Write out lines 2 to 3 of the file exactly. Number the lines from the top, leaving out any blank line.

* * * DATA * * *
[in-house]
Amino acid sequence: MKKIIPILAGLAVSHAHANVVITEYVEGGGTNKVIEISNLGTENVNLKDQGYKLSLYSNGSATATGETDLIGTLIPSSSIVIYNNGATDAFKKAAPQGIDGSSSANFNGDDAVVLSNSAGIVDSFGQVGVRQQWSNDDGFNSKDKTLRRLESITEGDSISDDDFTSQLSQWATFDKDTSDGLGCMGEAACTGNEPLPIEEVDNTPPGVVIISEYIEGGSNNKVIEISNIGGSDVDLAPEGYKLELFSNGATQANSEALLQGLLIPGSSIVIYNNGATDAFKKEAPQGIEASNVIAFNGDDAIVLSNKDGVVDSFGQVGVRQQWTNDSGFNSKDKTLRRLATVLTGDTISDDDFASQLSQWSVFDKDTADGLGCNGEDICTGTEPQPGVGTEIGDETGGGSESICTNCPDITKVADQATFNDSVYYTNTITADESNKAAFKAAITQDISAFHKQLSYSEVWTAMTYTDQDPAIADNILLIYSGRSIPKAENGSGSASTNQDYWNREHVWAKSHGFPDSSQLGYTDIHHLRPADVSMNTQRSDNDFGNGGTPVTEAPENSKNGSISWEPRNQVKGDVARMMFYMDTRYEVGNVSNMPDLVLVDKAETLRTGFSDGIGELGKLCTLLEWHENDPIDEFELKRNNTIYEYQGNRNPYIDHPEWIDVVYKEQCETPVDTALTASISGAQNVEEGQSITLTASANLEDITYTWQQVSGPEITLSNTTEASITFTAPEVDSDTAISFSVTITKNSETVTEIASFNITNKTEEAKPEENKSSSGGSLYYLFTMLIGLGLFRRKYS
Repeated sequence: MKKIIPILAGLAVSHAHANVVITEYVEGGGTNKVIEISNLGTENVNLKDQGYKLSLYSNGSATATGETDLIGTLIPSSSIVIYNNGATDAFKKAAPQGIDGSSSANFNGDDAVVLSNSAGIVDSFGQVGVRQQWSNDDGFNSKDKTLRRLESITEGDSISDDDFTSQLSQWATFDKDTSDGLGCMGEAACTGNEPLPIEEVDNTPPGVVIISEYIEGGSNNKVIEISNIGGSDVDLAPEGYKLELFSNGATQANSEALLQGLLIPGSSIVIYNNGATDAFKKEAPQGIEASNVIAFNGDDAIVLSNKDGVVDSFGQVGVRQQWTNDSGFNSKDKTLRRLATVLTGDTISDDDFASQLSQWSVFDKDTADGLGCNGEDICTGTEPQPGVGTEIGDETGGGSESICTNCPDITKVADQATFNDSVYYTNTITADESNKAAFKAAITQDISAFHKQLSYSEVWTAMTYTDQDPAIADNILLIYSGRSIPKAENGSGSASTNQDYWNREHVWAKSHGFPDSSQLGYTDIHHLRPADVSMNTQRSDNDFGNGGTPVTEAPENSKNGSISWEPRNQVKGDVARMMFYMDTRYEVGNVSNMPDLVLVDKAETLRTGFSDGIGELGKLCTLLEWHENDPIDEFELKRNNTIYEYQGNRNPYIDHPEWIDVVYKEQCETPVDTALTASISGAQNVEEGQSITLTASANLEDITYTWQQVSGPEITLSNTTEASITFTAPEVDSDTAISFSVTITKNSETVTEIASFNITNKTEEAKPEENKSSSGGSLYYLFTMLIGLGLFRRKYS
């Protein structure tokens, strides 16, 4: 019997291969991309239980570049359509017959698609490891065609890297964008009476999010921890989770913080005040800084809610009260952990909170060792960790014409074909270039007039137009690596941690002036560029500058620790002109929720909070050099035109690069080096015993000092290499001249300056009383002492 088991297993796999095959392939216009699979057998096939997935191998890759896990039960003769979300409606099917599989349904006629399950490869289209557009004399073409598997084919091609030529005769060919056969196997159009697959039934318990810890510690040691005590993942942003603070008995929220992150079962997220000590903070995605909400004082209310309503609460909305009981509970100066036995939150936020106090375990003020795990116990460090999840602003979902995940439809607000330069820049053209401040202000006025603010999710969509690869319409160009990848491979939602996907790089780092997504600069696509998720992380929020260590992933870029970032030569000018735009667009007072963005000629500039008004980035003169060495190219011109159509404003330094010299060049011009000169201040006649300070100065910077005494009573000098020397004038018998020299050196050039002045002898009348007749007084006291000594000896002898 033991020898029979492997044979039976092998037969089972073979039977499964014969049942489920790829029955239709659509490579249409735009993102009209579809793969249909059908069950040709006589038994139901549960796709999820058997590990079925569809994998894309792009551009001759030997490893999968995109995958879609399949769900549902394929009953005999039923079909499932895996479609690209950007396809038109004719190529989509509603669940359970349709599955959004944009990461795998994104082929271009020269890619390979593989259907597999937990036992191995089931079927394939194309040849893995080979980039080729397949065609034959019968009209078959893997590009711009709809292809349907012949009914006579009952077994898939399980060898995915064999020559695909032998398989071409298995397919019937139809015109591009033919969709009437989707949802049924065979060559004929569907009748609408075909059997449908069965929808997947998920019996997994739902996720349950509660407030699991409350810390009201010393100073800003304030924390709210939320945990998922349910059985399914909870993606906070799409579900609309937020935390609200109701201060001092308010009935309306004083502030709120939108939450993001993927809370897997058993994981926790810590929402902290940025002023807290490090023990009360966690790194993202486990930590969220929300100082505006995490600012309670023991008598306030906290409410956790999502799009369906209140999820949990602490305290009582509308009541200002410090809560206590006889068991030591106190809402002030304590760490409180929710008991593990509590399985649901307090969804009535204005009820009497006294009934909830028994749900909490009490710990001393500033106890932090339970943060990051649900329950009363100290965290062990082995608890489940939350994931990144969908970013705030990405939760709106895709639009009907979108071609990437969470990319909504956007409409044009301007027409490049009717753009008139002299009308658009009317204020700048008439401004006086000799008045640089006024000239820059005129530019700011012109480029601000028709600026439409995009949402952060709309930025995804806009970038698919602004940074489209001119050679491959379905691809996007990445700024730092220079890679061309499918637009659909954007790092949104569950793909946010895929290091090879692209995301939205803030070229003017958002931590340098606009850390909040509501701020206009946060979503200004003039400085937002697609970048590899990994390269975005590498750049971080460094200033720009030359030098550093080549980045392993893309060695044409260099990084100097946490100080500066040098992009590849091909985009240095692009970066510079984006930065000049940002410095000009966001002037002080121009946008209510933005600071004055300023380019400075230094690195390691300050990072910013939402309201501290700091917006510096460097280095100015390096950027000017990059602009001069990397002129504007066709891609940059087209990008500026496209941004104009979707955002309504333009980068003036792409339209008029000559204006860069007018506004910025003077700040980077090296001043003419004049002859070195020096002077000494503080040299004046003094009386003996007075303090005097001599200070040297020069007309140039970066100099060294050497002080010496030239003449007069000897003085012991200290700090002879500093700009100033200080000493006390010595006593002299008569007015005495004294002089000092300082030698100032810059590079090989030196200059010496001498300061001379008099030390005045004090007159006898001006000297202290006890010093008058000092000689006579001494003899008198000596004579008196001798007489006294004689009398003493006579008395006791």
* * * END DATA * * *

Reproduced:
Amino acid sequence: MKKIIPILAGLAVSHAHANVVITEYVEGGGTNKVIEISNLGTENVNLKDQGYKLSLYSNGSATATGETDLIGTLIPSSSIVIYNNGATDAFKKAAPQGIDGSSSANFNGDDAVVLSNSAGIVDSFGQVGVRQQWSNDDGFNSKDKTLRRLESITEGDSISDDDFTSQLSQWATFDKDTSDGLGCMGEAACTGNEPLPIEEVDNTPPGVVIISEYIEGGSNNKVIEISNIGGSDVDLAPEGYKLELFSNGATQANSEALLQGLLIPGSSIVIYNNGATDAFKKEAPQGIEASNVIAFNGDDAIVLSNKDGVVDSFGQVGVRQQWTNDSGFNSKDKTLRRLATVLTGDTISDDDFASQLSQWSVFDKDTADGLGCNGEDICTGTEPQPGVGTEIGDETGGGSESICTNCPDITKVADQATFNDSVYYTNTITADESNKAAFKAAITQDISAFHKQLSYSEVWTAMTYTDQDPAIADNILLIYSGRSIPKAENGSGSASTNQDYWNREHVWAKSHGFPDSSQLGYTDIHHLRPADVSMNTQRSDNDFGNGGTPVTEAPENSKNGSISWEPRNQVKGDVARMMFYMDTRYEVGNVSNMPDLVLVDKAETLRTGFSDGIGELGKLCTLLEWHENDPIDEFELKRNNTIYEYQGNRNPYIDHPEWIDVVYKEQCETPVDTALTASISGAQNVEEGQSITLTASANLEDITYTWQQVSGPEITLSNTTEASITFTAPEVDSDTAISFSVTITKNSETVTEIASFNITNKTEEAKPEENKSSSGGSLYYLFTMLIGLGLFRRKYS
Repeated sequence: MKKIIPILAGLAVSHAHANVVITEYVEGGGTNKVIEISNLGTENVNLKDQGYKLSLYSNGSATATGETDLIGTLIPSSSIVIYNNGATDAFKKAAPQGIDGSSSANFNGDDAVVLSNSAGIVDSFGQVGVRQQWSNDDGFNSKDKTLRRLESITEGDSISDDDFTSQLSQWATFDKDTSDGLGCMGEAACTGNEPLPIEEVDNTPPGVVIISEYIEGGSNNKVIEISNIGGSDVDLAPEGYKLELFSNGATQANSEALLQGLLIPGSSIVIYNNGATDAFKKEAPQGIEASNVIAFNGDDAIVLSNKDGVVDSFGQVGVRQQWTNDSGFNSKDKTLRRLATVLTGDTISDDDFASQLSQWSVFDKDTADGLGCNGEDICTGTEPQPGVGTEIGDETGGGSESICTNCPDITKVADQATFNDSVYYTNTITADESNKAAFKAAITQDISAFHKQLSYSEVWTAMTYTDQDPAIADNILLIYSGRSIPKAENGSGSASTNQDYWNREHVWAKSHGFPDSSQLGYTDIHHLRPADVSMNTQRSDNDFGNGGTPVTEAPENSKNGSISWEPRNQVKGDVARMMFYMDTRYEVGNVSNMPDLVLVDKAETLRTGFSDGIGELGKLCTLLEWHENDPIDEFELKRNNTIYEYQGNRNPYIDHPEWIDVVYKEQCETPVDTALTASISGAQNVEEGQSITLTASANLEDITYTWQQVSGPEITLSNTTEASITFTAPEVDSDTAISFSVTITKNSETVTEIASFNITNKTEEAKPEENKSSSGGSLYYLFTMLIGLGLFRRKYS